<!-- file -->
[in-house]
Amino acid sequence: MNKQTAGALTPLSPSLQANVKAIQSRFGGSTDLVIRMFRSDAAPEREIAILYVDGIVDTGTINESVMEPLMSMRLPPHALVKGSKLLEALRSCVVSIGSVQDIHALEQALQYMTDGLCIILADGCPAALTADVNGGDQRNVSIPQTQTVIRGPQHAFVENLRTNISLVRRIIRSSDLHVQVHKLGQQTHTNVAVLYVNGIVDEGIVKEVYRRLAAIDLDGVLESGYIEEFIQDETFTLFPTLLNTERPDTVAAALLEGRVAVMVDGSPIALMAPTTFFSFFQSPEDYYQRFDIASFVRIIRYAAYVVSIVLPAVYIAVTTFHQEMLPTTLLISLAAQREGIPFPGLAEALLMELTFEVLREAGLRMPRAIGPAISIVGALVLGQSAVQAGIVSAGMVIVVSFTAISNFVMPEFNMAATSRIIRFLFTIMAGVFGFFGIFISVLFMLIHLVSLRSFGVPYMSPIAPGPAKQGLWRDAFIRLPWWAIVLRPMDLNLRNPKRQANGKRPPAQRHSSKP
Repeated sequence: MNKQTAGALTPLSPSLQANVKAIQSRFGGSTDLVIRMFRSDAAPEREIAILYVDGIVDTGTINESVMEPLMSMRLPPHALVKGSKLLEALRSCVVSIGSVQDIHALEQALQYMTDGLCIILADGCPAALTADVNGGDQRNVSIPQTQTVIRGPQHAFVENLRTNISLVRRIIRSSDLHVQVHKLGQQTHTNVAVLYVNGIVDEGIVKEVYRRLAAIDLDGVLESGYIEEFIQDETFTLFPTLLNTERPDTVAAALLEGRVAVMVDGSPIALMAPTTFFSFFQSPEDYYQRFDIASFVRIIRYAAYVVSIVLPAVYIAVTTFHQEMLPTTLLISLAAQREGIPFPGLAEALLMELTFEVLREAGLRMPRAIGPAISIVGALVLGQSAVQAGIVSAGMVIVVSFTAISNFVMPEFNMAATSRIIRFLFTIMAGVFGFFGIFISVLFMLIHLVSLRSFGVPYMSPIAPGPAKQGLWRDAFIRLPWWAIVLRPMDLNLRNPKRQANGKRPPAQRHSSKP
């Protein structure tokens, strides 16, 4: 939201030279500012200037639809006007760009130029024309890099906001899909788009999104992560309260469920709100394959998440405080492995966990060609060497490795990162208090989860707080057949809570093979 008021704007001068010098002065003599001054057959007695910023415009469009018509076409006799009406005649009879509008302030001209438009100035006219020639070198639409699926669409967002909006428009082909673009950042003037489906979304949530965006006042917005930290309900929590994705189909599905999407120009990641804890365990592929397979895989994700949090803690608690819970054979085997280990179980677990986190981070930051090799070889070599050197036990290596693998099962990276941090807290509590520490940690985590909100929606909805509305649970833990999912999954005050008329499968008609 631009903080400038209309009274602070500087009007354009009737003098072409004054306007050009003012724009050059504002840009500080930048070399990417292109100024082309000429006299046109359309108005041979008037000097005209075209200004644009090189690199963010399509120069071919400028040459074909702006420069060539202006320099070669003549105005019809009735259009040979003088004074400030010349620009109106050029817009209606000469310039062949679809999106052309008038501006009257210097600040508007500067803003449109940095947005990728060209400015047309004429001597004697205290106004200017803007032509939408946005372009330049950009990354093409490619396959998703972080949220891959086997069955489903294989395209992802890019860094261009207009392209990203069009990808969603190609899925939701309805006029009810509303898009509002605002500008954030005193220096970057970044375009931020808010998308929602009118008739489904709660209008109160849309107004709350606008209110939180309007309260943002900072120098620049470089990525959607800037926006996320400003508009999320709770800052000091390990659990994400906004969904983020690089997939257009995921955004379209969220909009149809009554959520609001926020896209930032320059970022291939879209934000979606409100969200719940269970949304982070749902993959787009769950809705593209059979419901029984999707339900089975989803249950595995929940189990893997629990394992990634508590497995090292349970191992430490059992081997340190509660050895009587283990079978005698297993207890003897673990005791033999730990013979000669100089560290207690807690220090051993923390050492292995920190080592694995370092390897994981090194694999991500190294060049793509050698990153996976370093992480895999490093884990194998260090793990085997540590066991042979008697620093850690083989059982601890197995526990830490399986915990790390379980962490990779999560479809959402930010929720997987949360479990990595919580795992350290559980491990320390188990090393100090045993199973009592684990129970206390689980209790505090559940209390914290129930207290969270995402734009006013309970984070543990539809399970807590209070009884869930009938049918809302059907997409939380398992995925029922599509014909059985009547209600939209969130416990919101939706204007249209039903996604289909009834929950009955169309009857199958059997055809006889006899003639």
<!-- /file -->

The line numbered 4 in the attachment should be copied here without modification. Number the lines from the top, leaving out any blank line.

């Protein structure tokens, strides 16, 4: 939201030279500012200037639809006007760009130029024309890099906001899909788009999104992560309260469920709100394959998440405080492995966990060609060497490795990162208090989860707080057949809570093979 008021704007001068010098002065003599001054057959007695910023415009469009018509076409006799009406005649009879509008302030001209438009100035006219020639070198639409699926669409967002909006428009082909673009950042003037489906979304949530965006006042917005930290309900929590994705189909599905999407120009990641804890365990592929397979895989994700949090803690608690819970054979085997280990179980677990986190981070930051090799070889070599050197036990290596693998099962990276941090807290509590520490940690985590909100929606909805509305649970833990999912999954005050008329499968008609 631009903080400038209309009274602070500087009007354009009737003098072409004054306007050009003012724009050059504002840009500080930048070399990417292109100024082309000429006299046109359309108005041979008037000097005209075209200004644009090189690199963010399509120069071919400028040459074909702006420069060539202006320099070669003549105005019809009735259009040979003088004074400030010349620009109106050029817009209606000469310039062949679809999106052309008038501006009257210097600040508007500067803003449109940095947005990728060209400015047309004429001597004697205290106004200017803007032509939408946005372009330049950009990354093409490619396959998703972080949220891959086997069955489903294989395209992802890019860094261009207009392209990203069009990808969603190609899925939701309805006029009810509303898009509002605002500008954030005193220096970057970044375009931020808010998308929602009118008739489904709660209008109160849309107004709350606008209110939180309007309260943002900072120098620049470089990525959607800037926006996320400003508009999320709770800052000091390990659990994400906004969904983020690089997939257009995921955004379209969220909009149809009554959520609001926020896209930032320059970022291939879209934000979606409100969200719940269970949304982070749902993959787009769950809705593209059979419901029984999707339900089975989803249950595995929940189990893997629990394992990634508590497995090292349970191992430490059992081997340190509660050895009587283990079978005698297993207890003897673990005791033999730990013979000669100089560290207690807690220090051993923390050492292995920190080592694995370092390897994981090194694999991500190294060049793509050698990153996976370093992480895999490093884990194998260090793990085997540590066991042979008697620093850690083989059982601890197995526990830490399986915990790390379980962490990779999560479809959402930010929720997987949360479990990595919580795992350290559980491990320390188990090393100090045993199973009592684990129970206390689980209790505090559940209390914290129930207290969270995402734009006013309970984070543990539809399970807590209070009884869930009938049918809302059907997409939380398992995925029922599509014909059985009547209600939209969130416990919101939706204007249209039903996604289909009834929950009955169309009857199958059997055809006889006899003639």